Life is full of beautiful moments. Scoring a pair of designer shoes at half price, losing a pound or two without trying, dishing out a new recipe to rave reviews, finding a good parking space, taking an impromptu road trip to nowhere…they’re all small slivers of time that make life worth living. But they’re no match for Mommy moments.
Mommy moments are when your child learns something you taught her. It’s that moment when you can see the “aha” look on her face before she breaks out into a confident smile. Mommy moments are beautiful moments on speed.
Teenagers get bad raps. Yes, they’re text-obsessed Facebook junkies who can cop attitudes when you ask them to unload the dishwasher. They constantly badger you for $20 and a ride to the mall, favor brisk kisses instead of cuddly hugs, and burn out flat irons in weeks. The hair-sprayed exterior can hide the compassionate human being you’ve spent years molding on some days, but on others you can see your unfiltered reflection in their eyes.
I had a Mommy moment with my teenager this weekend. She spent it volunteering for the National Ovarian Cancer Coalition to cross the obligatory good deed (mitzvah project) off her list for her upcoming Bat Mitzvah. She could have done the bare minimum, sneaking quick texts in-between office tasks, but she pried her phone out of her fingers and forgot about it instead (a first, believe me). She carefully listened to instructions, asked eloquent questions, and attacked all of her assignments with gusto. As she was working I could tell she was intently listening to me discuss my plans for the upcoming Run/Walk to Break the Silence on Ovarian Cancer that I spearhead. Everything clicked. She got it. She finally understood why I donate hours of my time to a cause in honor of my Mom. She felt that intoxicating “pay it forward” feeling that gets me high. She was positively beaming with pride…and I was so proud of my daughter that I could have burst (technically she’s my stepdaughter, but we always say there’s no step between us).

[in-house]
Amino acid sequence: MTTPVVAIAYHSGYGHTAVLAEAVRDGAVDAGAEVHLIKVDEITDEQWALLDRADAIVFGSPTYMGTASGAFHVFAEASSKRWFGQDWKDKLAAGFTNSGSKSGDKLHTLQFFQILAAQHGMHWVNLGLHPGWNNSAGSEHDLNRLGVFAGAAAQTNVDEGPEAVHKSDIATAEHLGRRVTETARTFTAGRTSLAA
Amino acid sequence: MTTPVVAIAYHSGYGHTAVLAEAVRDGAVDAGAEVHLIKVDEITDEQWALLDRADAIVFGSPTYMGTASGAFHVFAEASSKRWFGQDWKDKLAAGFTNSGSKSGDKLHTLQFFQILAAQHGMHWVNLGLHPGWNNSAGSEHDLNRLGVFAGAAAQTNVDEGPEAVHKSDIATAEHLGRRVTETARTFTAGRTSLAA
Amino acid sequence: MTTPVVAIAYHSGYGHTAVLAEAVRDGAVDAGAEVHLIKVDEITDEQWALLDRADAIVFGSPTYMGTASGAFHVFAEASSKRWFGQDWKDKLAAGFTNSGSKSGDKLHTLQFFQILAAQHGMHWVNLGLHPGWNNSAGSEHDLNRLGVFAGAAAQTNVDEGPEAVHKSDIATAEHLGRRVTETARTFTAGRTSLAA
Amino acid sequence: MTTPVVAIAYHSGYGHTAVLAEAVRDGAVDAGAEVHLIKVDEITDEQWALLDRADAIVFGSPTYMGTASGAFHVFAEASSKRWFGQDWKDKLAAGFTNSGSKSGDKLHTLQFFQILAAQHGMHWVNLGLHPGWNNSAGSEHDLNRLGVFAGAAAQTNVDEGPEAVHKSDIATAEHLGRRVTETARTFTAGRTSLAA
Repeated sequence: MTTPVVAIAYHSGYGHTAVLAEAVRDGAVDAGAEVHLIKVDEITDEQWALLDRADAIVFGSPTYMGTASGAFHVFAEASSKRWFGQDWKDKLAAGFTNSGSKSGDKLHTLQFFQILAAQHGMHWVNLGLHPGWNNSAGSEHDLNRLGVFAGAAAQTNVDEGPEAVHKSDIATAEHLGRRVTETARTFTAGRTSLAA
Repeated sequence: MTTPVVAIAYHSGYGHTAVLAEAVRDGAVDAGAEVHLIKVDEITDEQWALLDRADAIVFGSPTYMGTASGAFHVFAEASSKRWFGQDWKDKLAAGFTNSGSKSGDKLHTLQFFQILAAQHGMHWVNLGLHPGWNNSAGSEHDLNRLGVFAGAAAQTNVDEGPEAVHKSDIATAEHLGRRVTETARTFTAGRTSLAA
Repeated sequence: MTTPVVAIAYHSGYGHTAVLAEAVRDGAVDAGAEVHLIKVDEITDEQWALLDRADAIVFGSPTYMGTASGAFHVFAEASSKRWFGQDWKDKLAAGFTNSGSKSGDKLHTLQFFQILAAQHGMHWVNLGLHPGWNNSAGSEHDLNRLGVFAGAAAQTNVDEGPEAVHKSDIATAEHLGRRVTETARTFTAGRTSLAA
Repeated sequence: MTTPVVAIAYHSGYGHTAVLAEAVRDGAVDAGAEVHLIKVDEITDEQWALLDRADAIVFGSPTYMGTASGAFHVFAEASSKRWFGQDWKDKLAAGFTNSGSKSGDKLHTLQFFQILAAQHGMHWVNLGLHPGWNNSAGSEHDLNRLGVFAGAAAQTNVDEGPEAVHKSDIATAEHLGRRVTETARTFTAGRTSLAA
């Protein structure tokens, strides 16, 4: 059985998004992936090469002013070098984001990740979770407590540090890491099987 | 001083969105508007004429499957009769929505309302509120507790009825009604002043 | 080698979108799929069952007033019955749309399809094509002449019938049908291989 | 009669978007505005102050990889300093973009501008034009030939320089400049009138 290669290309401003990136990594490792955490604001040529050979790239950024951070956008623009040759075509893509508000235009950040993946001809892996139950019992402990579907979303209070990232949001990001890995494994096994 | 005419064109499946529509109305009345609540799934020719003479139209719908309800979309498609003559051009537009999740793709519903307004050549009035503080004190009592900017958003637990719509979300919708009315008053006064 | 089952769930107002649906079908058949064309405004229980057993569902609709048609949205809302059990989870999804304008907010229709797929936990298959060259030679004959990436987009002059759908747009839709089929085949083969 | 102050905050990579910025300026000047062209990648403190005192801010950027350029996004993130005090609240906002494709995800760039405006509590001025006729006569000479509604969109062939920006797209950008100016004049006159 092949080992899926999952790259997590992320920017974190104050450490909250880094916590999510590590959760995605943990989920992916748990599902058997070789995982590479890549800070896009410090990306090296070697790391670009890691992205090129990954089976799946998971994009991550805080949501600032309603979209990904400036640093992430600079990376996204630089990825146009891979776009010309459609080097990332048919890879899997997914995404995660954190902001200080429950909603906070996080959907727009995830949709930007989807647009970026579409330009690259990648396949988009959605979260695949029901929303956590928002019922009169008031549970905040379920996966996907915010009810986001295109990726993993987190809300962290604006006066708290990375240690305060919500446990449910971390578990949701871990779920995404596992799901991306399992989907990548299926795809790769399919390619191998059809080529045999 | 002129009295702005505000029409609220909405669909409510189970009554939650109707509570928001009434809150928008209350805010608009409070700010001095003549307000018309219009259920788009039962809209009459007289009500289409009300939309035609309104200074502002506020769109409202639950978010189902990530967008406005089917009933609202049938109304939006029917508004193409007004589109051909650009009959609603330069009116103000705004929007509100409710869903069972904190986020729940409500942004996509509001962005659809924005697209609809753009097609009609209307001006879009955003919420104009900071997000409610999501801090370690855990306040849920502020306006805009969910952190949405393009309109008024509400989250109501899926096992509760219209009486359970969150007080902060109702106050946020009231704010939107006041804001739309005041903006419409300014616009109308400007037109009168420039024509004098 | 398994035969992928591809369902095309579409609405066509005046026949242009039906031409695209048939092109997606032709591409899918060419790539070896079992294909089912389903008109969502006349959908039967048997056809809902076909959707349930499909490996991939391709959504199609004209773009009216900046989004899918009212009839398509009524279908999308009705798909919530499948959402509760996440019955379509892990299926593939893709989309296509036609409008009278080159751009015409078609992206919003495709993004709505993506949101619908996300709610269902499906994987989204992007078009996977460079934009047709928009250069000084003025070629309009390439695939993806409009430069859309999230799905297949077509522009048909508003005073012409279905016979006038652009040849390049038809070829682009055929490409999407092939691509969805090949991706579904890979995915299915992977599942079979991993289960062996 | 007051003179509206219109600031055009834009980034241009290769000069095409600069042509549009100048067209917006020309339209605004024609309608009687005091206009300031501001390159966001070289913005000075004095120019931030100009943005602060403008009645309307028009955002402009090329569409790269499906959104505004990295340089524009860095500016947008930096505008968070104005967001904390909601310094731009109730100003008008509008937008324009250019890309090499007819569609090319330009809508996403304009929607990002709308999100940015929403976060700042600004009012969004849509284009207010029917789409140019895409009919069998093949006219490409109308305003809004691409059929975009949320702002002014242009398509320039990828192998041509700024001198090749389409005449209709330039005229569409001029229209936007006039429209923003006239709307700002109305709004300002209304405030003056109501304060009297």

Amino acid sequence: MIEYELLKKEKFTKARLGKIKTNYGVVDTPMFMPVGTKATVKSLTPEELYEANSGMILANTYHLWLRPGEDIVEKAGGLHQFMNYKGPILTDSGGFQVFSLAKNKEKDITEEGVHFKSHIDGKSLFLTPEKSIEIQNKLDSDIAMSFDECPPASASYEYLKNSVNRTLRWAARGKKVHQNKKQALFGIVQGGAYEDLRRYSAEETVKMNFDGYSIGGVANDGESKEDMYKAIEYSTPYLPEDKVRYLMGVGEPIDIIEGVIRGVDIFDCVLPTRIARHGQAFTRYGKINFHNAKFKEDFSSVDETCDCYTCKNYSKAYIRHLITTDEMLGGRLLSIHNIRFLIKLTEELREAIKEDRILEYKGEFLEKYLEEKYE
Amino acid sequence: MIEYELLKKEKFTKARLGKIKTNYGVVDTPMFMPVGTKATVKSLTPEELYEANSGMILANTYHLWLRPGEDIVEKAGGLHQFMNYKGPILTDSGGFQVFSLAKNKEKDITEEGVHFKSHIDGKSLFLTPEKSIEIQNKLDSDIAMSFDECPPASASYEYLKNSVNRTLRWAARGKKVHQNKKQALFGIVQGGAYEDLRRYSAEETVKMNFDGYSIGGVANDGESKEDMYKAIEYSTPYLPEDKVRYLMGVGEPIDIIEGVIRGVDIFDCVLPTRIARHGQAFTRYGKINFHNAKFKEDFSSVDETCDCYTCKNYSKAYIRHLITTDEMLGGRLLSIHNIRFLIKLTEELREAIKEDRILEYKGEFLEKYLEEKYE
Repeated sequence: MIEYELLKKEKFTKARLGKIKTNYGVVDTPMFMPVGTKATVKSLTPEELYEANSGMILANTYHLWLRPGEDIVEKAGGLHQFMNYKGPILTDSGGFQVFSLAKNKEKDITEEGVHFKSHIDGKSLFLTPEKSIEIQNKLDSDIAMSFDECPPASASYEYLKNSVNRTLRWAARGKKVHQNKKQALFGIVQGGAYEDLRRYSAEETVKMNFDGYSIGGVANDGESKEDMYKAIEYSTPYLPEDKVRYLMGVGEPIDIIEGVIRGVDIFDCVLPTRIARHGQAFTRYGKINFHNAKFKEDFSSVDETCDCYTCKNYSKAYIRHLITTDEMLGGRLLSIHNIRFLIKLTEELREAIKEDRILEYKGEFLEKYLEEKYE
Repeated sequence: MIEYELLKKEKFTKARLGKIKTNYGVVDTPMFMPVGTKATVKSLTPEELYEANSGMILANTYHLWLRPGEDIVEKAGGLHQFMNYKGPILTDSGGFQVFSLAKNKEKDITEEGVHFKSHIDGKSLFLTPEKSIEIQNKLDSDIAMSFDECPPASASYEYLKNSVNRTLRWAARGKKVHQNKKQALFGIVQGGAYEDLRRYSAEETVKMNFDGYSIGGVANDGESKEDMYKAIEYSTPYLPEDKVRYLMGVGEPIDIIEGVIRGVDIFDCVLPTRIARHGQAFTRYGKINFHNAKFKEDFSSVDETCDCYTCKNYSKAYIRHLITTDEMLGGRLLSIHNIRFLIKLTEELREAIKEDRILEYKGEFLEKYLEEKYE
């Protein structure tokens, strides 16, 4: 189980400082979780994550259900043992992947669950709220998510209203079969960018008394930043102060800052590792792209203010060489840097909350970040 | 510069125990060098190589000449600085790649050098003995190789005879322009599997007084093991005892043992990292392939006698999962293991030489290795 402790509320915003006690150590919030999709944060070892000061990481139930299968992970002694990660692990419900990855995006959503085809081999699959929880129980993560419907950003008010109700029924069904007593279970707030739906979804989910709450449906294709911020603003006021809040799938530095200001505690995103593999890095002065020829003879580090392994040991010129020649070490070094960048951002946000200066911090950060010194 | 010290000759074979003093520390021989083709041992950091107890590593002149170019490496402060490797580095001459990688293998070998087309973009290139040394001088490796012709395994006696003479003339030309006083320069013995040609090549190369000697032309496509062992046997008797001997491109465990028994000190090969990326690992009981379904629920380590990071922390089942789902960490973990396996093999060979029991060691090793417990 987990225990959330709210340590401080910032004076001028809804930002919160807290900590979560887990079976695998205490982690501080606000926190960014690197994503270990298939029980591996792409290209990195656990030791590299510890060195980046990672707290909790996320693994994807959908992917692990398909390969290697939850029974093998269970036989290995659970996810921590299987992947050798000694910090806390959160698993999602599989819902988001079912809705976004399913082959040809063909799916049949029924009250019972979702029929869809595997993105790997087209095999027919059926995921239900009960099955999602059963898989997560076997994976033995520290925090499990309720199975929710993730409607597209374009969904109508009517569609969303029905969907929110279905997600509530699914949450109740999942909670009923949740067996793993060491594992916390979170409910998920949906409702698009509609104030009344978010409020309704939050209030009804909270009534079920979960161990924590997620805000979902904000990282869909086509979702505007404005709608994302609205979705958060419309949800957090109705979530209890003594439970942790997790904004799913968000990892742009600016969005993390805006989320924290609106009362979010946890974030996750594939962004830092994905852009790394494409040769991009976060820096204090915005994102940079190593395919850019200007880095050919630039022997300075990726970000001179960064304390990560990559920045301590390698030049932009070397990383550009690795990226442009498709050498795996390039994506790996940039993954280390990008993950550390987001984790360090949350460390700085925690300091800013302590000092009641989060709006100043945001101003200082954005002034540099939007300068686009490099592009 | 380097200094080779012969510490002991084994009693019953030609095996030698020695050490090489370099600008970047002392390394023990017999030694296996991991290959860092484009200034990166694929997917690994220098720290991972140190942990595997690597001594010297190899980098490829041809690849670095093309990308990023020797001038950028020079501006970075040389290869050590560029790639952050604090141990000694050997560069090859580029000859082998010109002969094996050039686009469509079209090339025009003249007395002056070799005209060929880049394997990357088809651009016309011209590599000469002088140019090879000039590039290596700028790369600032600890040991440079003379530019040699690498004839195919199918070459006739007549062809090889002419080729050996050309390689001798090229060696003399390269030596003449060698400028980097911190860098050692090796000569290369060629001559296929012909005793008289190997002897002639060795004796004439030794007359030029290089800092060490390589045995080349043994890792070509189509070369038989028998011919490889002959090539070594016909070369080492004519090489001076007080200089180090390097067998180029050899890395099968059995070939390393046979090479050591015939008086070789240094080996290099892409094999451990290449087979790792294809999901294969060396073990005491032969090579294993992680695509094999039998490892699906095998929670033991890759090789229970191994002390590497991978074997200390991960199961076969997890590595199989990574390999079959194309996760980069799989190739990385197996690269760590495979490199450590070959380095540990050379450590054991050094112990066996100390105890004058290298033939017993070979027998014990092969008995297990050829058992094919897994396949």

You’ll find the paper she wrote about her experience and will read at her service below (along with a Rachipe–Rachael Ray recipe–for one of her favorite dishes). After you read it you will realize why I am still reeling from the rush of that magical Mommy moment. I love my darling Ashley Rose, and couldn’t be more honored to be her Mom…
Ovarian cancer strikes 1 in 55 women. If you look around the room there’s 75 people here. Unfortunately, the one person it struck was my grandmother. You would never guess that she has been living with this awful disease for nine years. She is always running around busy. She shopped her heart out for this Bat Mitzvah and makes the best m&m pretzels you’ll ever have; better yet she makes my little brother and I laugh like no one else.
Each year there’s a walk that takes place in Boston to raise funds and awareness for ovarian cancer. I have been going with my family for the past few years but never decided to sign up for volunteer work until now. In honor of her and all other women fighting the disease, I wanted my mitzvah project to support ovarian cancer. My job was to distribute awareness bookmarks at local libraries that inform readers about signs and symptoms of ovarian cancer, putting volunteer packets together, and attending meetings for the upcoming walk.